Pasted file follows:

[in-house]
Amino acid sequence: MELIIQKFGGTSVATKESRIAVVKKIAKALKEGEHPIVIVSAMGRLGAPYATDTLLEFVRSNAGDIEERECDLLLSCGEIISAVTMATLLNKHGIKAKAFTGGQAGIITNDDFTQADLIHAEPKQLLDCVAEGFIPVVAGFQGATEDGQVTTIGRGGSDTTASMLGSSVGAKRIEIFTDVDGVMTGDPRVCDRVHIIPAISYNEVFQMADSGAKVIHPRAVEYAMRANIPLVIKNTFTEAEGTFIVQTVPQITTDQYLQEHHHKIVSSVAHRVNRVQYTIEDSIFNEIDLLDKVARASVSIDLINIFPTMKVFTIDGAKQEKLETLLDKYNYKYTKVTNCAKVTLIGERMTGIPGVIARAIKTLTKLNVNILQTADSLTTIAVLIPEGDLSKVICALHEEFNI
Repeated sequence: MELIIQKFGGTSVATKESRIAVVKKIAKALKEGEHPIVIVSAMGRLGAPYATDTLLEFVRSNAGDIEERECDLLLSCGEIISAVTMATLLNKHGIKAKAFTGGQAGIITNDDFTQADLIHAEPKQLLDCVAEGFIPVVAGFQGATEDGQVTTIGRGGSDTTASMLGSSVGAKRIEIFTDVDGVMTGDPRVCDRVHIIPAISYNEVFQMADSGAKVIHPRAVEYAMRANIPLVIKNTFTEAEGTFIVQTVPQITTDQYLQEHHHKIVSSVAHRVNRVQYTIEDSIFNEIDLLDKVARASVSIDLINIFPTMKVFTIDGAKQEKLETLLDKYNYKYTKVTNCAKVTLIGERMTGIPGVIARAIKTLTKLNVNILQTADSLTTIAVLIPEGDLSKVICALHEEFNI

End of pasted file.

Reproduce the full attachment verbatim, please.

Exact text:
[in-house]
Amino acid sequence: MELIIQKFGGTSVATKESRIAVVKKIAKALKEGEHPIVIVSAMGRLGAPYATDTLLEFVRSNAGDIEERECDLLLSCGEIISAVTMATLLNKHGIKAKAFTGGQAGIITNDDFTQADLIHAEPKQLLDCVAEGFIPVVAGFQGATEDGQVTTIGRGGSDTTASMLGSSVGAKRIEIFTDVDGVMTGDPRVCDRVHIIPAISYNEVFQMADSGAKVIHPRAVEYAMRANIPLVIKNTFTEAEGTFIVQTVPQITTDQYLQEHHHKIVSSVAHRVNRVQYTIEDSIFNEIDLLDKVARASVSIDLINIFPTMKVFTIDGAKQEKLETLLDKYNYKYTKVTNCAKVTLIGERMTGIPGVIARAIKTLTKLNVNILQTADSLTTIAVLIPEGDLSKVICALHEEFNI
Repeated sequence: MELIIQKFGGTSVATKESRIAVVKKIAKALKEGEHPIVIVSAMGRLGAPYATDTLLEFVRSNAGDIEERECDLLLSCGEIISAVTMATLLNKHGIKAKAFTGGQAGIITNDDFTQADLIHAEPKQLLDCVAEGFIPVVAGFQGATEDGQVTTIGRGGSDTTASMLGSSVGAKRIEIFTDVDGVMTGDPRVCDRVHIIPAISYNEVFQMADSGAKVIHPRAVEYAMRANIPLVIKNTFTEAEGTFIVQTVPQITTDQYLQEHHHKIVSSVAHRVNRVQYTIEDSIFNEIDLLDKVARASVSIDLINIFPTMKVFTIDGAKQEKLETLLDKYNYKYTKVTNCAKVTLIGERMTGIPGVIARAIKTLTKLNVNILQTADSLTTIAVLIPEGDLSKVICALHEEFNI